SHIPWRECKED SAILOR ON SMOKING ROCK 257
summer residence and country villa; Prospect Hill, and even our buildings at the Hermitage, were like the quiet farmhouses that the traveller finds in the mountains.
Of all our resources, the bees had prospered most; experience had taught me how to manage them, and the only trouble that I had was to provide new hives each year for the increasing swarms; and, in truth, so great was the number of our hives that they attracted a considerable flock of those birds called bee-eaters, who are extremely fond of these insects.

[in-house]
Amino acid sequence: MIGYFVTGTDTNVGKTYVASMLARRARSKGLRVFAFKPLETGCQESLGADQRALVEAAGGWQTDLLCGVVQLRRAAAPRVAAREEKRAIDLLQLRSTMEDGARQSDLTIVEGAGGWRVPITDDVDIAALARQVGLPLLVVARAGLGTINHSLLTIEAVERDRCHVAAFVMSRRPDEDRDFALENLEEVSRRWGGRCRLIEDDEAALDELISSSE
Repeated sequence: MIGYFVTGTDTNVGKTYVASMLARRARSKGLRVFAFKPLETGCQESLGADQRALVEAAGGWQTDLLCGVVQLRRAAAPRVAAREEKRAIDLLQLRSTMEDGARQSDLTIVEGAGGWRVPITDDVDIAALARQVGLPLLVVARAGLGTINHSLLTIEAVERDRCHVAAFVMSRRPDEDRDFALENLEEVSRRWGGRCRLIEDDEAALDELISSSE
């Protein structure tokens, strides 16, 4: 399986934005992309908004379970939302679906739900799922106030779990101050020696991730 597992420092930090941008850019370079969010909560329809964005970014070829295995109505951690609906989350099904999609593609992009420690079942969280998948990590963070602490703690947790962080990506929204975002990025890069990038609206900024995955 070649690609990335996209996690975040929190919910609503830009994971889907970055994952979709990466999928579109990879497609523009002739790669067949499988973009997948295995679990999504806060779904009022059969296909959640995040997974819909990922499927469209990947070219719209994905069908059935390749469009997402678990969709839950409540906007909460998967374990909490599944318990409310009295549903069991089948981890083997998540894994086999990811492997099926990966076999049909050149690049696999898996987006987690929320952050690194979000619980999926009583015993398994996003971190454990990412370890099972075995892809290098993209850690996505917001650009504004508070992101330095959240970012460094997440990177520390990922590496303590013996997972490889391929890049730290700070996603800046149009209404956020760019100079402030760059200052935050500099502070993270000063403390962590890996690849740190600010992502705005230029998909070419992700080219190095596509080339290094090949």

Our dovecot had also succeeded well; and we had suspended baskets on the adjoining trees, where our pigeons might build their nests.
We also finished the gallery which extended along the front of our grotto; a roof was made to the rock above it, and it rested on fourteen columns of light bamboo, which gave it an elegant appearance ; large pillars supported the gallery, around which twined the aromatic vines of the vanilla and the pepper, and each end of the gallery was terminated by a little cabinet with an elevated roof, having the appearance of a Chinese pavilion, surrounded by flowers and foliage. Steps led up into the gallery, which we had paved with a sort